Children of the Corn - Stephen King
Credit: RLJE Films
by Greg Cwik Featured Film Genre Views

Children of the Corn — Kurt Wimmer

March 3, 2023

Kurt Wimmer’s mirthfully overwrought Children of the Corn, a revamp of one of horror’s longest and least-consequential franchises, is more fun than it should be. It’s not a good movie — did you expect it to be? — but Wimmer, who wrote and directed, carves up a breezy, playfully lurid, never boring slab of sinister silliness, a welcome reprieve from the surfeit of dour, trauma-obsessed horror films that A24 produces and has inspired, selling self-seriousness as art. Wimmer made his name with Equilibrium, one of the more endearing post-Matrix dystopian action flicks of the early 2000s, directed with a glut of style, some of which is pretty cool; its unwinking approach to a ludicrous concept offers unintentional laughs, especially when Christian Bale thinks he’s giving a great performance, but a laugh is a laugh, and Wimmer really believes in the material. Certainly no one can deride him for laziness. He followed this up with Ultraviolet, a flamboyant swirl of CG shine and action scenes so absurd they almost pass as surreal. It’s a mess, and often resembles a PlayStation video game, but there are some images that spark with inspiration.

Wimmer has been quiet for years, and his involvement with a film no one was clamoring for provoked little hype. Children of the Corn premiered in 2020, then lingered in limbo for three years; it’s only making its way to theaters now, and it won’t stay long. Instead, it’s as a surprise bit of pulpy pleasure tucked snuggly between disposable slashers and accepted classics on Shudder that the film will find life. A small town of destitute farmers gathers for a town hall meeting, vexed over their failed crops and demanding a remedy. The government is willing to pay the denizens to not plant corn, and everyone goes along with the idea — well, except the kids, who are led by the unhinged Eden (Kate Moyer) in a craven crusade to save the corn by killing their parents. But the real impetus for the slaughter is that the police, trying to save a group of 15 students from a hostage situation (which we never see), accidentally gas and kill the kids. They have to pay. Meanwhile, a teenager who will soon be escaping her dead town to go to college (Elena Kampouris, who was 22 when this was made) tries to stop them, but you almost root against her because the iniquity of the killer kids is handled so joyfully. The disturbing story revels in the expression of evil, and so do you.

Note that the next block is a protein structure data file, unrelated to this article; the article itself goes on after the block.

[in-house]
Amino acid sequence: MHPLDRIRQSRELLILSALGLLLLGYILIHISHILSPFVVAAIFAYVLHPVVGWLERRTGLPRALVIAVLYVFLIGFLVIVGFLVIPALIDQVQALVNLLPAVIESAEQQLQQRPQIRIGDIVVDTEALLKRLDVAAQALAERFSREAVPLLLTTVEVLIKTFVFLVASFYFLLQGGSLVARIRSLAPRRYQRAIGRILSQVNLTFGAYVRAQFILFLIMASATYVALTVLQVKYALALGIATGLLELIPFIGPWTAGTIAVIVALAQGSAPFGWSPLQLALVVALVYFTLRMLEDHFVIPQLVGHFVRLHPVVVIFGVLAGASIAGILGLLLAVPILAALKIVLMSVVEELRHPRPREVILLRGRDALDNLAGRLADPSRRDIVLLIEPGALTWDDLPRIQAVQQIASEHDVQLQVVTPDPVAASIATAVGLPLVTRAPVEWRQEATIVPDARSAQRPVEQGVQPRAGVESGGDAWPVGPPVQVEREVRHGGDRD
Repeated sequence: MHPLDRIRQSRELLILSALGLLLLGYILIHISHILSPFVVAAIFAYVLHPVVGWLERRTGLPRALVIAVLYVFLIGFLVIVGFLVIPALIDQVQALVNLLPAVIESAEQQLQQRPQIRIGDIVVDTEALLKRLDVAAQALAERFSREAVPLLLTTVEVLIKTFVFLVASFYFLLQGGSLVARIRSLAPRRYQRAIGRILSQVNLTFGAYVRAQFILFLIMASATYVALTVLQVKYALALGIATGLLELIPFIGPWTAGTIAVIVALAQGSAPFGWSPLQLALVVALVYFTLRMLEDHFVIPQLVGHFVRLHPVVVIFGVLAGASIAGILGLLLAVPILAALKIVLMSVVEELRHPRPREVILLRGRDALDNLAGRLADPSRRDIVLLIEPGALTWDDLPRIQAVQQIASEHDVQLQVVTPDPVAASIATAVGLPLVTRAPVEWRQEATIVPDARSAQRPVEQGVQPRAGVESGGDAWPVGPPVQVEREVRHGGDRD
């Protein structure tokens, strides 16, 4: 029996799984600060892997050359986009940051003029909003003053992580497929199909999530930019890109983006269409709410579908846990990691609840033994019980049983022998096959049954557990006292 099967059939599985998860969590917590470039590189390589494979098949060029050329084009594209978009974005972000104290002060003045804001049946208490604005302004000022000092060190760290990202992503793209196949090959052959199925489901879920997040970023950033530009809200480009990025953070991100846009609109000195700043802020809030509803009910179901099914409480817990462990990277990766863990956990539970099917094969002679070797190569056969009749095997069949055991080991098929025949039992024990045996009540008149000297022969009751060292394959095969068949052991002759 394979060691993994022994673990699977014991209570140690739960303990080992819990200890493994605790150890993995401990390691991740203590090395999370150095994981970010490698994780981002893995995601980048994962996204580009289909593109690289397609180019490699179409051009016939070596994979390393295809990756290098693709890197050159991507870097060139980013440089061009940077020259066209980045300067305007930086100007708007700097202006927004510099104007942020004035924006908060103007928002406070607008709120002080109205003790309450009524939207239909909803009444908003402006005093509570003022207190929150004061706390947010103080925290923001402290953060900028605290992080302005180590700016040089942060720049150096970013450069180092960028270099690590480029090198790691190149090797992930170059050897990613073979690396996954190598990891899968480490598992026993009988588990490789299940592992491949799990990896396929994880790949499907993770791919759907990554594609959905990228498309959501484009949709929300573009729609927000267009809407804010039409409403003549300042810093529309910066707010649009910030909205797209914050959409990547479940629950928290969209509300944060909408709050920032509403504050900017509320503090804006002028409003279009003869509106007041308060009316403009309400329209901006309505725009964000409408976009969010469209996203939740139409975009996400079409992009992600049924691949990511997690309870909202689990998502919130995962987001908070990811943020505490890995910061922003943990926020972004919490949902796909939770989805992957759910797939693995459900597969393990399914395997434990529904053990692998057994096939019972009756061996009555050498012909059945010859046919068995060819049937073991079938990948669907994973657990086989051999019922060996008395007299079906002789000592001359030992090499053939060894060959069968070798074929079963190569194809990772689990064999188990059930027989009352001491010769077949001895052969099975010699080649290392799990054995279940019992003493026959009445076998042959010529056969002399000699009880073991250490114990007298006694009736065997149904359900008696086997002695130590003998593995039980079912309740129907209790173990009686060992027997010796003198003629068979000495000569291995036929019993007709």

The digital photography looks lovely, belying the modest budget — lustrous light splashing over flaxen fields that sway prettily in the wind, vast grids of golden grain reticulated in orderly files under the blue sprawl of sky. The camera moves rambunctiously, and Wimmer oscillates between intrusive close-ups and slow-motion shots of children traipsing in eerie unison or marching minaciously through night-darkened streets, armed with axes and picks and hoes and pitchforks. Some fun images: the lead little girl, garbed in a gas mask as gray whorls of smoke writhe all around her and a collection of captured adults beg for mercy; and the pint-sized psychos sitting behind the wheels of a pack of big yellow bulldozers, like slumbering beasts, that growl to life and slowly close in on their prey who are cowering in a ditch, waves of dirt washing over them. There’s also an insert shot of the camera whirling with an almost Bay-esque bombast around a water tower as the sun breathes brightly behind the time-tarnished structure, a familiar image that succinctly says: “Rural America.” Why include this shot? Because it’s fun. Is it a well-placed, meaningful moment? Not really. But it’s obvious that Wimmer is trying to keep things lively.

The problem, then, is that there’s no innocence to corrupt here — our main villain is menacing from the beginning, and we don’t ever see how she influenced a whole town of rural children to rise up and slaughter the adults. The diabolical deity they serve, He Who Walks Behind the Rows in King’s story and the original film, makes no notable impression (not that it did in any previous iteration), its presence depicted as poorly-animated tendrils wriggling in the rows. Wimmer’s film isn’t particularly memorable, and the Children of the Corn series has yet to summon a single indelible moment in 40 years, but you have to appreciate a horror film that aspires to entertain, and often succeeds. Good job, Kurt, and welcome back.

Published as part of InRO Weekly — Volume 1, Issue 9.